Burberry Pre-Fall 2022

In years to come, Burberry’s pre-collection look book will serve as a testimony to the neo-liberation era we live in. In it, a highly individual cast of models were seen holding plants under their arms as if they were infants, posing with unconfined polecats on their shoulders, and wearing the quintessence of Gen Z fashion. Deconstructed, gender-neutral, and dressed-in-reverse, these clothes were upside-down in every way: an anarchistic approach to conventional dressing loaded with the logos and brand worship of a nature-friendly post-millennial youth, who doesn’t want to be seen as “alternative” but instead transform the commercial establishment with their progressive values, and create a new enlightened norm. What a time capsule! Maybe someone should bury it in their garden.

The collection was the first chapter in Riccardo Tisci’s new pre-collection scheme. “I wanted to explore a different experience bringing my collections to life, so I have decided to open up my pre-collection to a new creative voice each season: someone special to me, who inspires me, and whose unique creativity surrounds me in my personal life,” he said in a statement. Enter Lea T, one of the first openly transgender models and a LGBTI+ advocate, who isn’t simply a long-time collaborator of Tisci’s but dedicated her stage name to him: T is for Tisci. In her own comments, the 40-year-old Brazilian model praised her friend for sharing his massive platform, saying today’s “Burberry is like a big window, a place where you can be free to build and a space to create wonderful things.”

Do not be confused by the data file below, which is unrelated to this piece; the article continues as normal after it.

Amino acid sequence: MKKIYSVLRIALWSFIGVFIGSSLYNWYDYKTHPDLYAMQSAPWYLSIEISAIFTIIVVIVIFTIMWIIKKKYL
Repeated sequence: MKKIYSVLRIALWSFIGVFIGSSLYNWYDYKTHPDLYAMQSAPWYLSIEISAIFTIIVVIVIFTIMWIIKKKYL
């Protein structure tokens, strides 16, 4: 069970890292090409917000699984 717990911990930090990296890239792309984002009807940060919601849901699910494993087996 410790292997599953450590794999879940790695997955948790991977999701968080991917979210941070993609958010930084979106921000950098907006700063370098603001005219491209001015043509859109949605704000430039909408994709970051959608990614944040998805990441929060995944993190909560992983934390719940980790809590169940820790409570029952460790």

Indeed, the collection felt like a free roam through the heritage of Burberry, hacking up its traditional tropes and filling in the cuts with a nature-centric spirit more hippie than hunter. Between the radical proposals—a trench coat reduced into an elongated bib, a midriff-baring mutant cardigan, a business suit topped with a parka topped with a cardigan—there were more broadly collectivizing pieces. A pristine beige car coat had an effortless gender-neutrality to it, a utilitarian kilt suit was a nice take on generational officewear, and Tisci’s new “British Isles” print was a witty, Brit-y take on the baroque motifs native to the designer’s homeland of Italy where the model was also raised.

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